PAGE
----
Tina's trip is postponed!!!
rumsiki at netvision.net.il
Fri Jun 13 22:03:01 EDT 2003
From: Voices for The Voiceless Inc.
To: V for the V
Sent: Friday, June 13, 2003 7:25 PM
Subject: Tina's trip is postponed!!!
NEWS For Immediate Release
CONTACT: Carol Buckley 931-796-6500 x 22
T I N A ’ S T R I P I S P O S T P O N E D
HOHENWALD, Tenn. (June12, 2003) – Just when everyone was sure Tina would be
moved to the Sanctuary without a hitch, an unexpected situation has
Everything was coming together smoothly. The United States Fish and Wildlife
Service (USFWS) and The United States Department of Agriculture (USDA)
declared Tina could be moved immediately. Upon receiving confirmation from
both USFWS & USDA, Canadian CITES announced Tina’s export permit could be
issued the next day.
The USFWS, the agency that regulates the importation of endangered species,
assured Canadian CITES that no USFWS permit was required to import Tina into
the United States. The reason for her exception is that Tina was born in
1970, a few years before the Asian elephant was declared an endangered
species. As result of her birth date, Tina is exempt from some laws
intended to protect her species; she and others her age and older are
“grand-fathered” in and not effected by all of the USFWS regulations
governing Asian elephants born after 1973.
The USDA monitors elephant importation with regard to health and welfare.
They require all elephants living in or moving to the US to be tested
annually for tuberculosis. For the past several years the human strain of
tuberculosis has plagued many herds of performing elephants including
Hawthorn Corporation, the largest elephant leasing company in the US, and
Ringling Brothers Barnum and Bailey Circus, the largest traveling circus in
the US. The TB test consists of collecting sputum through a procedure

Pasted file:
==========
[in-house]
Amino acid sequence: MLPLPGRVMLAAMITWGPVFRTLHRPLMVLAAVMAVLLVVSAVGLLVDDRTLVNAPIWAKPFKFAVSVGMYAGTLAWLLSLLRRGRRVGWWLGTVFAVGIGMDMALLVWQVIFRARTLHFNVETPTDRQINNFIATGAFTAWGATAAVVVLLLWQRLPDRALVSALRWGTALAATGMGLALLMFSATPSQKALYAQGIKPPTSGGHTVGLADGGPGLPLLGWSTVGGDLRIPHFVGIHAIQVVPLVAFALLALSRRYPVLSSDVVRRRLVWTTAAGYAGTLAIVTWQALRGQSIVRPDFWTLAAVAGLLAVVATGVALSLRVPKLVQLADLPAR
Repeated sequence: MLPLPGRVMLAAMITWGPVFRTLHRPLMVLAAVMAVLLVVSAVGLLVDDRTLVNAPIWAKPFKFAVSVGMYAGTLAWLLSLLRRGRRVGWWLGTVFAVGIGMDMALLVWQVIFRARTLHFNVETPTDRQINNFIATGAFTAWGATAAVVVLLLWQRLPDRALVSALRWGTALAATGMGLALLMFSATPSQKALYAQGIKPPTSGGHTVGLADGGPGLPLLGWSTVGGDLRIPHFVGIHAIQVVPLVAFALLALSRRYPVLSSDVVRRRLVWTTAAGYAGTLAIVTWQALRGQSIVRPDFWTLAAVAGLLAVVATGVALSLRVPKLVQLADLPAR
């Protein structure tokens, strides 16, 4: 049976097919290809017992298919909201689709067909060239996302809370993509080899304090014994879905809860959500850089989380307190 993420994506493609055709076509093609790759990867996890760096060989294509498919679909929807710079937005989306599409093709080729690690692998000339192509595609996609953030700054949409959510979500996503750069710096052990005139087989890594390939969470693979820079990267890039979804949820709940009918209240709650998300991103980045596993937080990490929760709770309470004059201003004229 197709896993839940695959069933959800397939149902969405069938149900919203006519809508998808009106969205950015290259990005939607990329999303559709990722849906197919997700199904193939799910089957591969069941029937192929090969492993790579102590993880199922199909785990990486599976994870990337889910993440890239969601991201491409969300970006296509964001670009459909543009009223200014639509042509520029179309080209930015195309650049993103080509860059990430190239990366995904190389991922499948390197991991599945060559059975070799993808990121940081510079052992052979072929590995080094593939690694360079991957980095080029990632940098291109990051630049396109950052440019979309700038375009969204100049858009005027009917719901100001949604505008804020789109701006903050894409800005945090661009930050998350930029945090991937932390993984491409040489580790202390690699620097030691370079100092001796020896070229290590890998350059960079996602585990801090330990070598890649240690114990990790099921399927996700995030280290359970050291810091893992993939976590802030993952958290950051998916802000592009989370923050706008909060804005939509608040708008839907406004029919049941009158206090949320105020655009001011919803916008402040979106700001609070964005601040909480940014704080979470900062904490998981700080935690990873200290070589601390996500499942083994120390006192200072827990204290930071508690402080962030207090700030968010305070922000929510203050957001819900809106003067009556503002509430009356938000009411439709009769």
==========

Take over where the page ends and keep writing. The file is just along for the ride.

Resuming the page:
called a trunk wash. The sputum is then cultured which requires sixty days
to be conclusive. Tina’s trunk wash samples arrived at the USDA lab for
processing Wednesday, June 11. The results will be available August 6th.
In the past, the USDA had accepted results of an additional test called an
MTD when used in conjunction with the culture test. The MTD test utilizes
the same trunk wash sample but unlike the culture test, which takes sixty
days to produce results, the MTD produces results in forty-eight hours. The
USDA recently changed their policy regarding MTD testing and does not accept
it as an official TB test. This policy change is the reason Tina’s move has
Although Tina’s TB culture test results will not be available for another
sixty days, the USDA has stated they could allow Tina to move to the
Sanctuary at any time. There would be one restriction; although Tina would
be allowed to move to the Sanctuary immediately, she would not be allowed to
have any physical contact with the Sanctuary elephants until the culture
test results are conclusive. That means Tina would be allowed NO PHYSICAL
INTERACTION with any of the Sanctuary elephants for up to sixty days. Even
though she would be kept isolated from her new family, Tina would be able to
smell, see and hear the other elephants. In our experience, such
deprivation borders on cruelty. Although these conditions would not be life
threatening, it is no way to begin a relationship and develop trust between
keepers and/or elephants. Tina’s forced isolation from the other elephants
would definitely be most stressful for her as well as the other elephants.
For elephants, being allowed to see, smell and hear but deprived of touch is
not a healthy situation.
After consulting with the staff at the Greater Vancouver Zoo, it was
mutually agreed that it is in Tina’s best interest to remain at the zoo, in
familiar surroundings, with staff that she knows, until such time as she can
be allowed to interact freely with her new elephant family at the Sanctuary.
This has been a very difficult and painful decision. Everyone, Sanctuary
staff, zoo staff and all of Tina’s friends, desperately want her to move to
the Sanctuary as soon as possible. But after careful consideration, we
realized that the best thing for Tina is to stay at the zoo a few extra
weeks until she can be with her new elephant family in a healthy way.
Tina’s new target move date is set for August 7. Considering the temperature
at this time of year the Sanctuary is going to the expense of installing an
air conditioning unit in Tina’s trailer so that she will remain cool and
comfortable during her trip to the Elephant Sanctuary.
The Elephant Sanctuary, located in Hohenwald, Tenn. is the nation’s first
natural-habitat refuge developed to meet the needs of endangered Asian
elephants. The Sanctuary is a non-profit organization, licensed by the US
Department of Agriculture and the Tennessee Wildlife Resources Agency. The
Sanctuary currently gives refuge to six elephants, with plans to rescue more
in the future.
For more information about how you can become a member of the Sanctuary or
make donations, call (931) 796-6500 or visit the web site at
Voices for the Voiceless Inc.
"Teach Respect to the Earth and All Living Things"
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